Granite Belt residents aren't calling 000 when they need to
IT'S a frightening statistic that Stanthorpe paramedics want to change.
Less than a quarter of Granite Belt residents having symptoms of a heart attack call an ambulance.
The other three-quarters either drive themselves or have friends or family drive them, which Stanthorpe Ambulance acting officer-in- charge Andrew Bell said endangered the lives of themselves and others.
The paramedics believe too many people are risking their lives by not calling 000.
Their concern is backed up by Darling Downs Hospital Health Services data that shows in the past 12months, out of 162 people suffering cardiac chest pains, only 38 called for an ambulance.
Mr Bell believes residents have a perception the paramedics are too busy dealing with other cases.
"We can prioritise our jobs. We can get to these people, start the treatment even before they've left home, which is a big benefit to the patient.”
He said the ambulance vehicles were equipped with life-saving medication that allowed paramedics to start treatment before arriving at the hospital.
"These drugs will not only save lives, they'll also improve the quality of life for those who do recover,” Mr Bell said.
Ambulance staff can also call a helicopter to rural properties to take patients straight to larger hospitals.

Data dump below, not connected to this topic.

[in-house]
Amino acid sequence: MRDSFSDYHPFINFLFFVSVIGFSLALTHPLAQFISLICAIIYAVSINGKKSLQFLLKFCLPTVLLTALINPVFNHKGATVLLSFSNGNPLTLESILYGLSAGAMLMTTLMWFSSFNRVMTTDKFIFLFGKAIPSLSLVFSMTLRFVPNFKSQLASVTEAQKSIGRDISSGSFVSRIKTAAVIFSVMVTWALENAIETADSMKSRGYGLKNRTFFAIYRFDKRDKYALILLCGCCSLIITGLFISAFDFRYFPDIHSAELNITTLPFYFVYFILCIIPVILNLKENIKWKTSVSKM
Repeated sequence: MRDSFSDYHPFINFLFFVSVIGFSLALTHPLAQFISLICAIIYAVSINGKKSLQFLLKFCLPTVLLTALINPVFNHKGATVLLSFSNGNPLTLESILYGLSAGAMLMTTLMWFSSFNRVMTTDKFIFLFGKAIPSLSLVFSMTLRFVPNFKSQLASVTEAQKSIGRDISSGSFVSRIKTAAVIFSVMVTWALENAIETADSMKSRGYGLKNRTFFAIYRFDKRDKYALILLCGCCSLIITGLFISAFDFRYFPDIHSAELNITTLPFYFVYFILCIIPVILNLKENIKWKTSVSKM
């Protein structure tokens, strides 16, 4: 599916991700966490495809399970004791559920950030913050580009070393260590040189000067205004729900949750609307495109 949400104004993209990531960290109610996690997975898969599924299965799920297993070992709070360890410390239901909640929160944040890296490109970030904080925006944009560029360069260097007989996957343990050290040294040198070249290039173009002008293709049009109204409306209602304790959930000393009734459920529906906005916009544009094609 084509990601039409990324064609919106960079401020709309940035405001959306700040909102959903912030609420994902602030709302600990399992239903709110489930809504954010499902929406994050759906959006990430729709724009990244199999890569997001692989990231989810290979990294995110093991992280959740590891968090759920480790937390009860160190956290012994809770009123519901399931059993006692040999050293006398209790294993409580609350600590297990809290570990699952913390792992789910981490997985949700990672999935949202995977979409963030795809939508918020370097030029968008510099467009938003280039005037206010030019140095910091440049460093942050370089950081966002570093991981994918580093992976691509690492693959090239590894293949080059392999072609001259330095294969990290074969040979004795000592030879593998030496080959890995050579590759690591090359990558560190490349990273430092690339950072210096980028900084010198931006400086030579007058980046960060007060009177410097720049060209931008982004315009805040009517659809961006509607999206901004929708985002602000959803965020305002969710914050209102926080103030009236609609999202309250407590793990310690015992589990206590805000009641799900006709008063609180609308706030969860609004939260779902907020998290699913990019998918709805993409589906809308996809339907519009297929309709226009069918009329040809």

Critical care paramedic Theron Goebel was worried people were driving to hospital extremely sick because they didn't want to waste paramedics' time.
"It's not like that. We keep saying: I'd rather come out and assess you and say, 'Hey you're OK, we can take you to a GP or we can leave you at home and follow you up' as opposed to you driving in, having an accident,” he said.
"If in doubt, just call us. It's as simple as that.
"You do get greeted a lot with the comments people don't call us in the middle of the night when they've actually got the chest pain because they don't want to wake us up. No, we're a 24-hour service. We're there seven days a week,” Mr Bell said. Advanced care paramedic Ian Turner agreed. "We would rather deal with things when they're a problem at two o'clock in the morning than treating a crisis at six.”
He recently attended a man with chest pain and said the phone call meant the difference between life and death.
"He thought he just had chest pain from lifting heavy items and he arrested while we were treating him, not long after we walked in the door,” Mr Turner said.
"We were able to defibrillate him there and then, otherwise it would have been a fatality.”
In case of an emergency phone 000. For medical advice call 13 HEALTH
(13 43 25 84).